Project Data Sphere Leads Unique Meeting of Regulators, Industry and Academia to Address Adverse Events for Serious Complications of New Cancer Therapies
Jun. 06, 2018
CARY, N.C.--(BUSINESS WIRE)--Jun 6, 2018--, an independent, not-for-profit initiative of the CEO Roundtable on Cancer, Inc.’s Life Sciences Consortium, announced the first in a series of publications addressing the emerging concern of myocarditis associated with immune checkpoint inhibitor (ICI) cancer treatments.
Published in and co-authored by leading cardiologists and oncologists, the manuscript incorporates expert input from key stakeholders from academia, industry, and regulatory agencies who seek to minimize the risk of myocarditis, a potentially fatal inflammation of the heart muscle in cancer patients treated with ICIs (a class of drugs that trigger the patient’s immune system to recognize and combat cancer cells).
In December 2017, Project Data Sphere coordinated a multidisciplinary ICI-associated myocarditis workshop. This Checkpoint Inhibitor Safety Working Group included leading clinicians, academic researchers, pharmaceutical companies and regulatory agencies, including the U.S. and Chinese Food and Drug Administrations and the European Medicines Agency. The Group shared information, identified knowledge gaps, posed research questions to increase awareness, defined patients who may be at risk, and developed approaches for early diagnosis and effective treatment.
“ICIs hold great promise for extending the lives of patients with cancer,” said Martin Murphy, DMedSc, PhD, chief executive officer for Project Data Sphere, LLC. “However, rare but serious adverse events, like myocarditis, represent risk that is currently difficult to mitigate. By bringing together industry, regulators and clinicians for this face-to-face workshop, Project Data Sphere created a unique opportunity to advance our understanding, diagnosis and subsequent treatment of ICI-associated myocarditis.”
Tomas G. Neilan, MD, MPH, Associate Professor of Medicine, Harvard Medical School, Director, Cardio-Oncology Program, Division of Cardiology, Department of Medicine, Massachusetts General Hospital, and lead author of the paper commented, “Given Project Data Sphere ’s record of success accumulating datasets from traditionally competitive research organizations to pool knowledge and leverage big data for patient benefit, the organization was uniquely positioned to bring this group together. Assembling these global clinical, regulatory and industry experts to reach a consensus and sharing the available data will lead to improved care, especially for those patients that may be at risk for myocarditis.”
The impact of ICI-associated myocarditis is expected to grow as the use of ICI’s in real-world and additional clinical trial settings increases. In 2015, an estimated 600,000 patients with metastatic cancer in the United States were eligible for ICI treatment. 1 This number is anticipated to increase across all cancer types; in 2017, there were 940 immuno-oncology agents being tested in 3,042 clinical trials with a target enrollment of 577,076 patients. 2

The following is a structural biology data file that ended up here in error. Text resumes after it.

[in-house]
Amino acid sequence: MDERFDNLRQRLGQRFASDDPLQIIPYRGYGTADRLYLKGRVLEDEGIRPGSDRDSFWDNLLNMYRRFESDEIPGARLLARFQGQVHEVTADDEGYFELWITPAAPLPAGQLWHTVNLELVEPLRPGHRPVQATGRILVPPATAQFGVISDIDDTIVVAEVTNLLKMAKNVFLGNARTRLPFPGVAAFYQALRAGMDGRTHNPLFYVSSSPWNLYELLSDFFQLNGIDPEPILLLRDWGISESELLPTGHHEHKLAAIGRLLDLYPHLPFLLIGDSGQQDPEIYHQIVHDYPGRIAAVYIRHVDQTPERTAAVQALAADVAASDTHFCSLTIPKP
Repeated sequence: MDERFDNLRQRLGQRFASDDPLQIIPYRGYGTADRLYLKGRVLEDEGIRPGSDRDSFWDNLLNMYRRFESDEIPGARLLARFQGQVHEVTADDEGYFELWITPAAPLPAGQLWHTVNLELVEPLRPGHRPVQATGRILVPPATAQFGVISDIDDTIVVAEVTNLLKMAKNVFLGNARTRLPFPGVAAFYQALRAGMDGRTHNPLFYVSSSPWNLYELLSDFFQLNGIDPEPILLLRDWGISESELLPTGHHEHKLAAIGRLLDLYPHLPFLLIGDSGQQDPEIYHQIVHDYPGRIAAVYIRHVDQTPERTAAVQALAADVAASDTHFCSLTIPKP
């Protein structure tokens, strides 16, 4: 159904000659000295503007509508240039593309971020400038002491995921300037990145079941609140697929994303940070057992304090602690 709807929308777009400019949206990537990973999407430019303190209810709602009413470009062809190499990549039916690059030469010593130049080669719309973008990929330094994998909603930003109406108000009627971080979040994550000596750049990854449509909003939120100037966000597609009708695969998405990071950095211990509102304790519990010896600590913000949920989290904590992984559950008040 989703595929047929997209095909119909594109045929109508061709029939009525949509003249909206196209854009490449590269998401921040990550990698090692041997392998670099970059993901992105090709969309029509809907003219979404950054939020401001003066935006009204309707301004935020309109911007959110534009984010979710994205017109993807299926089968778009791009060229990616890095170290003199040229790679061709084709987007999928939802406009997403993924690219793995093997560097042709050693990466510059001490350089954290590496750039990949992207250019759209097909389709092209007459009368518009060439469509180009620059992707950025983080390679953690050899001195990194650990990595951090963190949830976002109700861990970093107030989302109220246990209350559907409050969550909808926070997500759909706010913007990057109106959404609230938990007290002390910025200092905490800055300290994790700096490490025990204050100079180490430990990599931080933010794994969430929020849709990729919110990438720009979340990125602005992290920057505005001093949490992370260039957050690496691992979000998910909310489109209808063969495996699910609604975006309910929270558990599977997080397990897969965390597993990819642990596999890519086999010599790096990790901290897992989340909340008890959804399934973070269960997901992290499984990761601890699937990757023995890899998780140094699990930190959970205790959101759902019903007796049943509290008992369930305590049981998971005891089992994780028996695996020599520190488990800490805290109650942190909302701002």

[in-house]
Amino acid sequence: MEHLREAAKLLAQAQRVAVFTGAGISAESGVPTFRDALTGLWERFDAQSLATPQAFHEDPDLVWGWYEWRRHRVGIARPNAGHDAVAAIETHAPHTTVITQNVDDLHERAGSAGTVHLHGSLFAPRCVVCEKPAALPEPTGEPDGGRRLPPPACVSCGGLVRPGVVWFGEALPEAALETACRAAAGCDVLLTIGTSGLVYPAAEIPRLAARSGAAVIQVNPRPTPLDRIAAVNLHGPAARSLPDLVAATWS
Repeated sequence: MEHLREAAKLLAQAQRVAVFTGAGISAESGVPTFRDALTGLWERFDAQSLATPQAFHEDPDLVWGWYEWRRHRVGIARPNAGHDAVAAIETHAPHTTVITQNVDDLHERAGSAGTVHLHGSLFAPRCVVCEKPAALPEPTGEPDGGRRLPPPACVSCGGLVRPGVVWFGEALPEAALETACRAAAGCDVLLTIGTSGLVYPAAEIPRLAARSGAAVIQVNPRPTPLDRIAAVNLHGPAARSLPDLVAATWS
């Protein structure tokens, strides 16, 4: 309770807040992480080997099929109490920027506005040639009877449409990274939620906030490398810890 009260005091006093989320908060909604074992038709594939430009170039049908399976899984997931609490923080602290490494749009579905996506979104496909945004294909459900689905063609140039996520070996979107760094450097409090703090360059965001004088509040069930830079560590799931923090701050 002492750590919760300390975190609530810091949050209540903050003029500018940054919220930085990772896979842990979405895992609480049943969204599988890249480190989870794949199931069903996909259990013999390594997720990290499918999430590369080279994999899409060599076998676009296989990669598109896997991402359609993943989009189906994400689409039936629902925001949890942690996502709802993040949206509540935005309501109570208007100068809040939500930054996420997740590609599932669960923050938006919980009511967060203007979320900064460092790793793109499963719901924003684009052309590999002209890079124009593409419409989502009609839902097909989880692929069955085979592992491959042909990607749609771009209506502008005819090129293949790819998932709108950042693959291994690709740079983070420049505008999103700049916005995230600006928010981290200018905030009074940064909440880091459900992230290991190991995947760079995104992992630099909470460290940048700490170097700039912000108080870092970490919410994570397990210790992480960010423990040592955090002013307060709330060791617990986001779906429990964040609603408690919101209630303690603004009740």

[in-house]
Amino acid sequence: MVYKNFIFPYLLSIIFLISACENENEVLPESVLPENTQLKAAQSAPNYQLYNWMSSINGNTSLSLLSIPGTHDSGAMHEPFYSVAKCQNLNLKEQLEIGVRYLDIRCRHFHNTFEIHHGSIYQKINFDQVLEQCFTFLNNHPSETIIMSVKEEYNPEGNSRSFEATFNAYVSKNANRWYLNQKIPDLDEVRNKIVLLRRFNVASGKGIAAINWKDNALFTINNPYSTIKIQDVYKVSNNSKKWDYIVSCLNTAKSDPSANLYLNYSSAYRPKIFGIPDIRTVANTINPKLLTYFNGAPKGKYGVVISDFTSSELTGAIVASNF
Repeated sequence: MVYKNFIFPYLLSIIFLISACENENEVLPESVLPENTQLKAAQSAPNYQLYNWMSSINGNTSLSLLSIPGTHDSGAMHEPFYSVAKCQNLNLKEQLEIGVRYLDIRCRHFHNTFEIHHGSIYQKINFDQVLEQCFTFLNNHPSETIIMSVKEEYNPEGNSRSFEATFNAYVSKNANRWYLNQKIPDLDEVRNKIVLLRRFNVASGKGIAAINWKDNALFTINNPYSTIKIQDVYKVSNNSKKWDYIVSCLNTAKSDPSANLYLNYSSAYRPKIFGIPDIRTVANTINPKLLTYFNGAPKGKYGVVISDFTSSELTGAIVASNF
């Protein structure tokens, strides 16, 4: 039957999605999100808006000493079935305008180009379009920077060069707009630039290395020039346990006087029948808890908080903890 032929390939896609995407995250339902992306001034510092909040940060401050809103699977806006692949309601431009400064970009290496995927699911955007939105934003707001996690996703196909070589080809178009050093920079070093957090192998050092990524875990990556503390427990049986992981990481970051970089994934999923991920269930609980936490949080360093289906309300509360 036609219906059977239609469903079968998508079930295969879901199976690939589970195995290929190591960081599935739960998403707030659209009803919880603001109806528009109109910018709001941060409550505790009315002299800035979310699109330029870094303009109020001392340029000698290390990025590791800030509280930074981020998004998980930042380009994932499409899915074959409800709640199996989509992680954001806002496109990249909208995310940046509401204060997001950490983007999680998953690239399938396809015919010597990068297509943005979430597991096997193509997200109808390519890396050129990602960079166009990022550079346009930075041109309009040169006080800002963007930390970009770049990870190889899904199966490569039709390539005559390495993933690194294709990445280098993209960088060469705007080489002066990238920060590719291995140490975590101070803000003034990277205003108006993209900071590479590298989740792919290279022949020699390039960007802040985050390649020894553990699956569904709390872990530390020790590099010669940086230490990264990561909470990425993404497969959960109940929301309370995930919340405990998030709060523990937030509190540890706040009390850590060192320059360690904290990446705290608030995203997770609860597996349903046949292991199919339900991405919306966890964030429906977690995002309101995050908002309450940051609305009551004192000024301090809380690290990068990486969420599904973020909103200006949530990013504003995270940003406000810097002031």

The research to more thoroughly understand, accurately diagnose and effectively treat ICI-associated myocarditis is expected to be supported by a single, integrated database of de-identified, patient-level data within the Project Data Sphere cancer research platform. Industry sponsors, National Cancer Trial Network organizations and high-volume cancer centers will contribute to the repository.
As an open-access, data sharing platform, Project Data Sphere provides researchers with a venue to analyze large clinical datasets of ICI-treated patients that could provide a more accurate estimate of the true incidence of ICI-associated myocarditis, define its clinical characteristics, identify risk factors, and refine diagnostic and treatment algorithms. Future efforts could expand this framework to include ICI-associated myocarditis events observed in patients in the real-world setting, as well as other ICI-related rare but serious adverse events.
A free digital library-data laboratory, the Project Data Sphere cancer research platform ( www.ProjectDataSphere.org ) was launched in April 2014. The platform has grown to include patient-level data representing more than 121,000 clinical trial cancer patients. The registered user community has increased to more than 1,900 authorized users who have performed more than 11,000 downloads of data for research purposes for various cancer tumor types including bladder, breast, colorectal, gastric, kidney, lung, melanoma, pancreatic and prostate.
About Project Data Sphere, LLC
is an independent, not-for-profit initiative of the CEO Roundtable on Cancer Inc.’s Life Sciences Consortium. The , Inc. is a 501(c)(3) nonprofit corporation founded by President George H.W. Bush in 2001 to develop and implement initiatives that reduce the risk of cancer, enable early diagnosis, facilitate access to the best available treatments, and hasten the discovery of novel and more effective anti-cancer therapies. For more information, visit ProjectDataSphere.org, or follow the Project Data Sphere initiative on Twitter @ProjDataSphere.
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SOURCE: Project Data Sphere, LLC
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PUB: 06/06/2018 12:08 PM/DISC: 06/06/2018 12:08 PM